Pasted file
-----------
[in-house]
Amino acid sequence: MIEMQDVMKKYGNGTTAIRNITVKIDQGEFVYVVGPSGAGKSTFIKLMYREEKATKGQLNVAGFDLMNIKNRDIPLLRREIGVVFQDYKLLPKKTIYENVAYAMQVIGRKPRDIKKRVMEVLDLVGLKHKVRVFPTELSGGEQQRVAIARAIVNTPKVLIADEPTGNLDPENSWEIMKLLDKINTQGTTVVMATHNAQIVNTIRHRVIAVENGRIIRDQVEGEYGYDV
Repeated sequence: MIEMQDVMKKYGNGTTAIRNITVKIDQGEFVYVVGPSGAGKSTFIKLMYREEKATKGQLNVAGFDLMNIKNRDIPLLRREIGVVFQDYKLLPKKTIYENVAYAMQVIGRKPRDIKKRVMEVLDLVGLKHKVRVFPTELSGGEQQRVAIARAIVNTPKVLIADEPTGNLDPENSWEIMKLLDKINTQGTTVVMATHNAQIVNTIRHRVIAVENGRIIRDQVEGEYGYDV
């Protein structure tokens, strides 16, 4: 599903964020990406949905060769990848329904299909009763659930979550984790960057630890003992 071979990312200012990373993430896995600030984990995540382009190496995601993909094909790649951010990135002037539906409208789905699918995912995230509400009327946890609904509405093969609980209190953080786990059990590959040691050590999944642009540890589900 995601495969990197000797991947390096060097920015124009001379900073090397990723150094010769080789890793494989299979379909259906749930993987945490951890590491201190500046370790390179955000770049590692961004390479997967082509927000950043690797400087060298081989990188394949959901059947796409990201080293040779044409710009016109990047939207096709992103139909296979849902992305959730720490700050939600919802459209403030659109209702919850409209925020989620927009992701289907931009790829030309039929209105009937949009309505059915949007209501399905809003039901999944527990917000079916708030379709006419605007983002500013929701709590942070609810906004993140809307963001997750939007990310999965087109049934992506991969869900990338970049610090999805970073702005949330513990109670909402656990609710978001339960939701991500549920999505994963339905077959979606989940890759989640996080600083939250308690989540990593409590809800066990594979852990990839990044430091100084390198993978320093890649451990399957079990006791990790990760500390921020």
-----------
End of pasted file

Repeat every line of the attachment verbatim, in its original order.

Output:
[in-house]
Amino acid sequence: MIEMQDVMKKYGNGTTAIRNITVKIDQGEFVYVVGPSGAGKSTFIKLMYREEKATKGQLNVAGFDLMNIKNRDIPLLRREIGVVFQDYKLLPKKTIYENVAYAMQVIGRKPRDIKKRVMEVLDLVGLKHKVRVFPTELSGGEQQRVAIARAIVNTPKVLIADEPTGNLDPENSWEIMKLLDKINTQGTTVVMATHNAQIVNTIRHRVIAVENGRIIRDQVEGEYGYDV
Repeated sequence: MIEMQDVMKKYGNGTTAIRNITVKIDQGEFVYVVGPSGAGKSTFIKLMYREEKATKGQLNVAGFDLMNIKNRDIPLLRREIGVVFQDYKLLPKKTIYENVAYAMQVIGRKPRDIKKRVMEVLDLVGLKHKVRVFPTELSGGEQQRVAIARAIVNTPKVLIADEPTGNLDPENSWEIMKLLDKINTQGTTVVMATHNAQIVNTIRHRVIAVENGRIIRDQVEGEYGYDV
């Protein structure tokens, strides 16, 4: 599903964020990406949905060769990848329904299909009763659930979550984790960057630890003992 071979990312200012990373993430896995600030984990995540382009190496995601993909094909790649951010990135002037539906409208789905699918995912995230509400009327946890609904509405093969609980209190953080786990059990590959040691050590999944642009540890589900 995601495969990197000797991947390096060097920015124009001379900073090397990723150094010769080789890793494989299979379909259906749930993987945490951890590491201190500046370790390179955000770049590692961004390479997967082509927000950043690797400087060298081989990188394949959901059947796409990201080293040779044409710009016109990047939207096709992103139909296979849902992305959730720490700050939600919802459209403030659109209702919850409209925020989620927009992701289907931009790829030309039929209105009937949009309505059915949007209501399905809003039901999944527990917000079916708030379709006419605007983002500013929701709590942070609810906004993140809307963001997750939007990310999965087109049934992506991969869900990338970049610090999805970073702005949330513990109670909402656990609710978001339960939701991500549920999505994963339905077959979606989940890759989640996080600083939250308690989540990593409590809800066990594979852990990839990044430091100084390198993978320093890649451990399957079990006791990790990760500390921020």